Denver: Turning to the organizations, there’s a pretty significant restructuring going on at Komen — consolidation, closing some of your affiliated offices, et cetera. What is happening, and what are some of the reasons for doing this now?

Paula: It’s been a busy year.

Denver: It has. 

Paula: We probably made more major decisions in the last 10 months than we have in the last 15 years. And I think that most will be right, and some are going to miss the mark, but every one of them has been thoughtful. And as we continue on and we looked at this and… think about what we do. We’re an organization that had 60 plus affiliate offices that were all their own single 501(c)(3)s, that all rolled into one corporate roll-up. 

Denver: For federation. 

Paula: Yes, it was a federated model. And now, we are moving towards being a single incorporation. And the reason that we are is because if you’re about… let’s say 50% to 70% of the revenue that was brought in, and every one of those affiliates was done through race walks. So you have race walks that are happening and… really not a time to bring 5,000 of your closest friends together to play. So, we would have been, in 12- to 18 months, we would have pretty much lost our whole community presence. So, but we did have a lot of duplication. We had leases in every one of those areas. We had, let’s say, IT or HR. We had marketing. We had PR. We had many, many things that were infrastructure-based, and the opportunity to then use our infrastructure of the headquarters for marketing because we do have world-class marketing. We have great finance. We have IT. We have all of those functions. 

So being able to look down the road and saying, “Oh my God. Look at what’s going to happen to us.” And one of the big things that makes a differentiating factor with Komen is that we help women in communities, and we do that every day. We’re not just a research organization; we are a 360 organization. So, to lose community was very, very daunting. So, a month into the COVID epidemic, not understanding — you remember having these conversations. “By the end of the summer, I’ll be going on vacation because it will be tamped down.” You can’t count on any of that. 

So, knowing/ not knowing what was going to happen, we had to make some really bold moves, and we did it very, very quickly and had to talk to 1,500 board members out there that were governance boards. They were the ones that had to make the decision: Do you join us, and do you help out with this new world order of Komen? Or do you go it alone and hope you survive? And the overwhelming majority of the transition has gone pretty smoothly. But it’s a cultural shift. It’s massively different.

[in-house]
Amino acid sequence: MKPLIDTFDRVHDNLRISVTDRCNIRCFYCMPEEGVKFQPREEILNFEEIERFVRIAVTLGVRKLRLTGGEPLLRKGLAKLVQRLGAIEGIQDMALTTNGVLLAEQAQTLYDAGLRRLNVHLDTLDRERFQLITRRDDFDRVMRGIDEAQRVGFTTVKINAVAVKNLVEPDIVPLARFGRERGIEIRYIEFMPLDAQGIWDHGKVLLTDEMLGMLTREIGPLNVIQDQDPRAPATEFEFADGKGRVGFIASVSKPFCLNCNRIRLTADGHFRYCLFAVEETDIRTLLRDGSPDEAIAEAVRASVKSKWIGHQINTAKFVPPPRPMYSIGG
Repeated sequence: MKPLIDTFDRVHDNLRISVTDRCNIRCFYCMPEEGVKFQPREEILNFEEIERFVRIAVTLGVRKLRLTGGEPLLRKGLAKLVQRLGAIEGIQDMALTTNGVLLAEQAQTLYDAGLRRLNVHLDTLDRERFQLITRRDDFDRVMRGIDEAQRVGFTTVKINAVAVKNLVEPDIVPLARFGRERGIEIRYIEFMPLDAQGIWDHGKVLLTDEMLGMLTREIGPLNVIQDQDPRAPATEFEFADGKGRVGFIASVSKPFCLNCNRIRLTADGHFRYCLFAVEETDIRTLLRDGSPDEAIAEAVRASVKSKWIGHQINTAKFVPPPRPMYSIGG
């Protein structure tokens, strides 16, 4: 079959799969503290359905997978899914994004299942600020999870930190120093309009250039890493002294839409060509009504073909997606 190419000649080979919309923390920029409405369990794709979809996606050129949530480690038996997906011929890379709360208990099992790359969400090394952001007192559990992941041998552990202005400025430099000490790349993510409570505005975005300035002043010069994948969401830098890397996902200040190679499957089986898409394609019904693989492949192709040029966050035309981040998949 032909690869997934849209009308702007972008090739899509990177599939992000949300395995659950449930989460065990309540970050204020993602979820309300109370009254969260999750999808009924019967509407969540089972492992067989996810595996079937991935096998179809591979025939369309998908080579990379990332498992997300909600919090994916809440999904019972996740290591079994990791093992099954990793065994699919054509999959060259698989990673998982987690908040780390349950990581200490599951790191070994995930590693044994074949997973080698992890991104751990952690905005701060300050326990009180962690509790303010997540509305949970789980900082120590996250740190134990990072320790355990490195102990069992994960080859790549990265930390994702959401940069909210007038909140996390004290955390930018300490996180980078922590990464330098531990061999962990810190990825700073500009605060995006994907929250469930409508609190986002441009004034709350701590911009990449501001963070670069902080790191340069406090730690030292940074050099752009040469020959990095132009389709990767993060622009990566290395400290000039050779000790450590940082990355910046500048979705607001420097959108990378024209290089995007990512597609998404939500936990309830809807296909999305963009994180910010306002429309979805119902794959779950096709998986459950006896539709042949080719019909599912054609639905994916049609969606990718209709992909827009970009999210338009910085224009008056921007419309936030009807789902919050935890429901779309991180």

Denver: No doubt about it. Yes. No doubt about it.

Now, are the Komen Races for the Cure or More Than Pink Walk, are they going to continue in some form in these communities? Are they really going to go away? What’s going to happen? 

Paula: No. They are continuing. We have been doing virtual. We converted very quickly to virtual as most organizations did, and we created a very compelling virtual offering. Do I think it’ll replace the ability to have the camaraderie that you are all together with? Then, no, I don’t. But is it a great alternative for right now? Yes, it is. 

So, I do think at some point, we’re going to bring back our world of meeting in person because… 

Denver: I hope so. 

Paula: Yes. Well, if that doesn’t happen, then the world’s in a much tougher shape all the way around. We won’t be worrying about any of these problems. 

Denver: Yes. That’s for sure. 

And speaking of virtual, even your Dallas headquarters, you’re going to go virtual, the offices. Correct? 

Paula: We have moved out of all of our brick-and-mortar. We’re all working from home. We have no plans of ever going back into an office, and I know that was a big, bold move. But at this point, these are big bold times. You have to make big, bold moves. We have to be good stewards of money. It saves us a significant amount of money. We get money from people that are giving us $20 at a time, and it’s because it’s what they can afford, I want to make sure that we are spending that as much as we possibly can on mission. So, there’s a lot that went into all of these decisions. 

In our meetings now, we have regional vice presidents that now run all of the people in the field. And we did hire over 150 people that came from the field. So although we have less people working for the organization overall, we have them working on the areas that we feel are the most important.

Denver: It’ll be very interesting to watch over the next couple of years as to how this works. It really, really will be, and I will be staying tuned. 

Paula: Yes. We’re a case study.